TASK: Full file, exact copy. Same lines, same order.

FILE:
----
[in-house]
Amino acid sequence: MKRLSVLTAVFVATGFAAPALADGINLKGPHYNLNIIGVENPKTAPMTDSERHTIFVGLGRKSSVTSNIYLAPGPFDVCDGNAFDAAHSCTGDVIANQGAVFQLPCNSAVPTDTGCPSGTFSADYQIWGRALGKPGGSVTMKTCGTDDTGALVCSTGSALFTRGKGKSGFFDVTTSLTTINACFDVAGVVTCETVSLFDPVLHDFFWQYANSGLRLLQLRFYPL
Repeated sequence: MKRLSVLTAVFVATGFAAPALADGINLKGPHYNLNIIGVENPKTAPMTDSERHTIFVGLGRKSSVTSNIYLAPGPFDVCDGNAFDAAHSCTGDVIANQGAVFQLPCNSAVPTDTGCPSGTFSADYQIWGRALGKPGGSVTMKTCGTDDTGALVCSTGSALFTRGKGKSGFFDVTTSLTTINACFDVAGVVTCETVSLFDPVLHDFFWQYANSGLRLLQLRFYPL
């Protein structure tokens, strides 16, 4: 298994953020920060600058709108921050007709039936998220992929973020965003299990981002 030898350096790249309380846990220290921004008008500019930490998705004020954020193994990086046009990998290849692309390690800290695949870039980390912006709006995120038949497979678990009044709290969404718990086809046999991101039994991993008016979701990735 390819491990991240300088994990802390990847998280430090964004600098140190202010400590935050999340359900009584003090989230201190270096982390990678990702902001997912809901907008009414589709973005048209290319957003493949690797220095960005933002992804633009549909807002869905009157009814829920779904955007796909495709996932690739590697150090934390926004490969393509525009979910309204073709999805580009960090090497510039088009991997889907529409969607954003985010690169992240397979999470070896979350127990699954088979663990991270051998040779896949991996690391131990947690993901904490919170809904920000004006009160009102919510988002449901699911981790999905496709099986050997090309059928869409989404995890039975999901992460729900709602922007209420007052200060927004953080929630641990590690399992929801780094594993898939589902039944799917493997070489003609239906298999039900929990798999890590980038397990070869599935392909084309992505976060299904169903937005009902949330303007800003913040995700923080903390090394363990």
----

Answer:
[in-house]
Amino acid sequence: MKRLSVLTAVFVATGFAAPALADGINLKGPHYNLNIIGVENPKTAPMTDSERHTIFVGLGRKSSVTSNIYLAPGPFDVCDGNAFDAAHSCTGDVIANQGAVFQLPCNSAVPTDTGCPSGTFSADYQIWGRALGKPGGSVTMKTCGTDDTGALVCSTGSALFTRGKGKSGFFDVTTSLTTINACFDVAGVVTCETVSLFDPVLHDFFWQYANSGLRLLQLRFYPL
Repeated sequence: MKRLSVLTAVFVATGFAAPALADGINLKGPHYNLNIIGVENPKTAPMTDSERHTIFVGLGRKSSVTSNIYLAPGPFDVCDGNAFDAAHSCTGDVIANQGAVFQLPCNSAVPTDTGCPSGTFSADYQIWGRALGKPGGSVTMKTCGTDDTGALVCSTGSALFTRGKGKSGFFDVTTSLTTINACFDVAGVVTCETVSLFDPVLHDFFWQYANSGLRLLQLRFYPL
């Protein structure tokens, strides 16, 4: 298994953020920060600058709108921050007709039936998220992929973020965003299990981002 030898350096790249309380846990220290921004008008500019930490998705004020954020193994990086046009990998290849692309390690800290695949870039980390912006709006995120038949497979678990009044709290969404718990086809046999991101039994991993008016979701990735 390819491990991240300088994990802390990847998280430090964004600098140190202010400590935050999340359900009584003090989230201190270096982390990678990702902001997912809901907008009414589709973005048209290319957003493949690797220095960005933002992804633009549909807002869905009157009814829920779904955007796909495709996932690739590697150090934390926004490969393509525009979910309204073709999805580009960090090497510039088009991997889907529409969607954003985010690169992240397979999470070896979350127990699954088979663990991270051998040779896949991996690391131990947690993901904490919170809904920000004006009160009102919510988002449901699911981790999905496709099986050997090309059928869409989404995890039975999901992460729900709602922007209420007052200060927004953080929630641990590690399992929801780094594993898939589902039944799917493997070489003609239906298999039900929990798999890590980038397990070869599935392909084309992505976060299904169903937005009902949330303007800003913040995700923080903390090394363990």